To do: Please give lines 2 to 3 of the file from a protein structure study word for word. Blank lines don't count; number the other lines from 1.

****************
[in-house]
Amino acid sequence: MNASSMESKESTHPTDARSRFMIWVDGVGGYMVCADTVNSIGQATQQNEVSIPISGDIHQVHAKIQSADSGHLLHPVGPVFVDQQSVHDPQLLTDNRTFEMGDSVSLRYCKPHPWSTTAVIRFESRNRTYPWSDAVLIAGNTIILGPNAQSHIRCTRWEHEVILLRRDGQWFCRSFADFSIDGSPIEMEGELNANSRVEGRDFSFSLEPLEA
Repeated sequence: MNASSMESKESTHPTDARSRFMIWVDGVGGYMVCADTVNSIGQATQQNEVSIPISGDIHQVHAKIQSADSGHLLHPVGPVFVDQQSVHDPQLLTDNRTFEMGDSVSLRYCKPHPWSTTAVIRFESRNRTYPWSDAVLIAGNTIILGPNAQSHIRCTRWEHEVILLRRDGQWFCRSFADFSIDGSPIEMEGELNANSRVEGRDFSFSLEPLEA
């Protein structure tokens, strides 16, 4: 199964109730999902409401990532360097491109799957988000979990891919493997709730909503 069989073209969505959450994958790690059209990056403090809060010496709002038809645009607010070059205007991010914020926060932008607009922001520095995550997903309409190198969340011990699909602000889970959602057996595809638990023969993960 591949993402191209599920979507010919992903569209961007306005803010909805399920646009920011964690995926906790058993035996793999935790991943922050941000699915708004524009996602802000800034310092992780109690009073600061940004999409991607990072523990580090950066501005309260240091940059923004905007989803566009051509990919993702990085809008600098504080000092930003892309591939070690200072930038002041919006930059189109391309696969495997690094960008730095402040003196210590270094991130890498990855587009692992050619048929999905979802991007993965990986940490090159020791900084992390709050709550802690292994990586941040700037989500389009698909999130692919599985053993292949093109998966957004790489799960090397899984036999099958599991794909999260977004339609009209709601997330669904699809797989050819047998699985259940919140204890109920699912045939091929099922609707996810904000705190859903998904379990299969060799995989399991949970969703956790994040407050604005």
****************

Amino acid sequence: MNASSMESKESTHPTDARSRFMIWVDGVGGYMVCADTVNSIGQATQQNEVSIPISGDIHQVHAKIQSADSGHLLHPVGPVFVDQQSVHDPQLLTDNRTFEMGDSVSLRYCKPHPWSTTAVIRFESRNRTYPWSDAVLIAGNTIILGPNAQSHIRCTRWEHEVILLRRDGQWFCRSFADFSIDGSPIEMEGELNANSRVEGRDFSFSLEPLEA
Repeated sequence: MNASSMESKESTHPTDARSRFMIWVDGVGGYMVCADTVNSIGQATQQNEVSIPISGDIHQVHAKIQSADSGHLLHPVGPVFVDQQSVHDPQLLTDNRTFEMGDSVSLRYCKPHPWSTTAVIRFESRNRTYPWSDAVLIAGNTIILGPNAQSHIRCTRWEHEVILLRRDGQWFCRSFADFSIDGSPIEMEGELNANSRVEGRDFSFSLEPLEA